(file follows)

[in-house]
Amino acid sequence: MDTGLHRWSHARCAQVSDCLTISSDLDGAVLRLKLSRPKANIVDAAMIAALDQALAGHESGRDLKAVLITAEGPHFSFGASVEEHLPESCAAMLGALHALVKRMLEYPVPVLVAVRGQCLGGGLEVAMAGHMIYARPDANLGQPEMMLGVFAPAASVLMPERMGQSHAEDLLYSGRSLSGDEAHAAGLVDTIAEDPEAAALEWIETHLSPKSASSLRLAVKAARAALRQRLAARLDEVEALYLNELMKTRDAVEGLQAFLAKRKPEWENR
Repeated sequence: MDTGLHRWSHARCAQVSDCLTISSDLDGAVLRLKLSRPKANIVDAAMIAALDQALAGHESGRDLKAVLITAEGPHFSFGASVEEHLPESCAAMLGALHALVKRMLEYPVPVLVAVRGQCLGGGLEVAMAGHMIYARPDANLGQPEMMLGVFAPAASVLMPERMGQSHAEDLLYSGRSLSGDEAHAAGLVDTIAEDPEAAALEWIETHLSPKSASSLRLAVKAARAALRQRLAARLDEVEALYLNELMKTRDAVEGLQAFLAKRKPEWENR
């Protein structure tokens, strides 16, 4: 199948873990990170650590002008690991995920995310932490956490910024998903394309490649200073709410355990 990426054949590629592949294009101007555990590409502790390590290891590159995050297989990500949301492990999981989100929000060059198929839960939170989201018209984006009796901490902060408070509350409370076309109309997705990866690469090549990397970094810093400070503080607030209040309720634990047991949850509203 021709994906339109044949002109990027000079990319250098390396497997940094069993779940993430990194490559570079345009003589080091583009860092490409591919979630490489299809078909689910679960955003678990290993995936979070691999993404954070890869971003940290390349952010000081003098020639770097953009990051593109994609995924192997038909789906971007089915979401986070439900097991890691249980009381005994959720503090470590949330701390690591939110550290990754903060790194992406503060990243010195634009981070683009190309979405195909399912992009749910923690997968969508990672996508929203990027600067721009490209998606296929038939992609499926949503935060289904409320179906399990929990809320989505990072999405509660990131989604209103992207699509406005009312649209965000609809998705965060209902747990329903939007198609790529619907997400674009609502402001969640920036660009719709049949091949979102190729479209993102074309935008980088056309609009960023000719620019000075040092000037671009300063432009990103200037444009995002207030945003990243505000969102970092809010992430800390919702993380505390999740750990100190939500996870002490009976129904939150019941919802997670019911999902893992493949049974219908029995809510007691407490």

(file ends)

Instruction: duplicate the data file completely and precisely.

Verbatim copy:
[in-house]
Amino acid sequence: MDTGLHRWSHARCAQVSDCLTISSDLDGAVLRLKLSRPKANIVDAAMIAALDQALAGHESGRDLKAVLITAEGPHFSFGASVEEHLPESCAAMLGALHALVKRMLEYPVPVLVAVRGQCLGGGLEVAMAGHMIYARPDANLGQPEMMLGVFAPAASVLMPERMGQSHAEDLLYSGRSLSGDEAHAAGLVDTIAEDPEAAALEWIETHLSPKSASSLRLAVKAARAALRQRLAARLDEVEALYLNELMKTRDAVEGLQAFLAKRKPEWENR
Repeated sequence: MDTGLHRWSHARCAQVSDCLTISSDLDGAVLRLKLSRPKANIVDAAMIAALDQALAGHESGRDLKAVLITAEGPHFSFGASVEEHLPESCAAMLGALHALVKRMLEYPVPVLVAVRGQCLGGGLEVAMAGHMIYARPDANLGQPEMMLGVFAPAASVLMPERMGQSHAEDLLYSGRSLSGDEAHAAGLVDTIAEDPEAAALEWIETHLSPKSASSLRLAVKAARAALRQRLAARLDEVEALYLNELMKTRDAVEGLQAFLAKRKPEWENR
């Protein structure tokens, strides 16, 4: 199948873990990170650590002008690991995920995310932490956490910024998903394309490649200073709410355990 990426054949590629592949294009101007555990590409502790390590290891590159995050297989990500949301492990999981989100929000060059198929839960939170989201018209984006009796901490902060408070509350409370076309109309997705990866690469090549990397970094810093400070503080607030209040309720634990047991949850509203 021709994906339109044949002109990027000079990319250098390396497997940094069993779940993430990194490559570079345009003589080091583009860092490409591919979630490489299809078909689910679960955003678990290993995936979070691999993404954070890869971003940290390349952010000081003098020639770097953009990051593109994609995924192997038909789906971007089915979401986070439900097991890691249980009381005994959720503090470590949330701390690591939110550290990754903060790194992406503060990243010195634009981070683009190309979405195909399912992009749910923690997968969508990672996508929203990027600067721009490209998606296929038939992609499926949503935060289904409320179906399990929990809320989505990072999405509660990131989604209103992207699509406005009312649209965000609809998705965060209902747990329903939007198609790529619907997400674009609502402001969640920036660009719709049949091949979102190729479209993102074309935008980088056309609009960023000719620019000075040092000037671009300063432009990103200037444009995002207030945003990243505000969102970092809010992430800390919702993380505390999740750990100190939500996870002490009976129904939150019941919802997670019911999902893992493949049974219908029995809510007691407490």